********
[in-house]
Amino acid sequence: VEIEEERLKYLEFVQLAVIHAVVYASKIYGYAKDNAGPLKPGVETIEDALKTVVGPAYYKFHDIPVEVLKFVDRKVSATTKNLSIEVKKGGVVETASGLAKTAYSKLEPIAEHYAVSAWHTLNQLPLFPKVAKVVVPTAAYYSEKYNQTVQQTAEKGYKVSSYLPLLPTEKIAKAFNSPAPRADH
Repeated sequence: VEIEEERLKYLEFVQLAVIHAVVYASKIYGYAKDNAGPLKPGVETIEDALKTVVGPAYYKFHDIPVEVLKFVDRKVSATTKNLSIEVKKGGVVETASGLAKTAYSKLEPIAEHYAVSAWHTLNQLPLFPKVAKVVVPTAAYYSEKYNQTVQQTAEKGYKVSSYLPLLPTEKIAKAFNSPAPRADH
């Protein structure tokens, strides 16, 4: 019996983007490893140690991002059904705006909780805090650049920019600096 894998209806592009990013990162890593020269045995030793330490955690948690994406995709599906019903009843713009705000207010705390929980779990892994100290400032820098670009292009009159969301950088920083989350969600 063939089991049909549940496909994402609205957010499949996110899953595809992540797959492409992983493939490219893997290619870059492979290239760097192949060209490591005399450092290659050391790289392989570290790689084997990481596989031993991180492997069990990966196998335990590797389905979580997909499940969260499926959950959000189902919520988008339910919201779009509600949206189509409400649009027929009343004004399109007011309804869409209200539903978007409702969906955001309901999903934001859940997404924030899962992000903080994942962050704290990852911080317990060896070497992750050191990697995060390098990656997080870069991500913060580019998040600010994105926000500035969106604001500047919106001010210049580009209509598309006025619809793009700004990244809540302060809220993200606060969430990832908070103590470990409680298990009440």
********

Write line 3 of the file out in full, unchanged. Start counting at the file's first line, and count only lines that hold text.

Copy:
Repeated sequence: VEIEEERLKYLEFVQLAVIHAVVYASKIYGYAKDNAGPLKPGVETIEDALKTVVGPAYYKFHDIPVEVLKFVDRKVSATTKNLSIEVKKGGVVETASGLAKTAYSKLEPIAEHYAVSAWHTLNQLPLFPKVAKVVVPTAAYYSEKYNQTVQQTAEKGYKVSSYLPLLPTEKIAKAFNSPAPRADH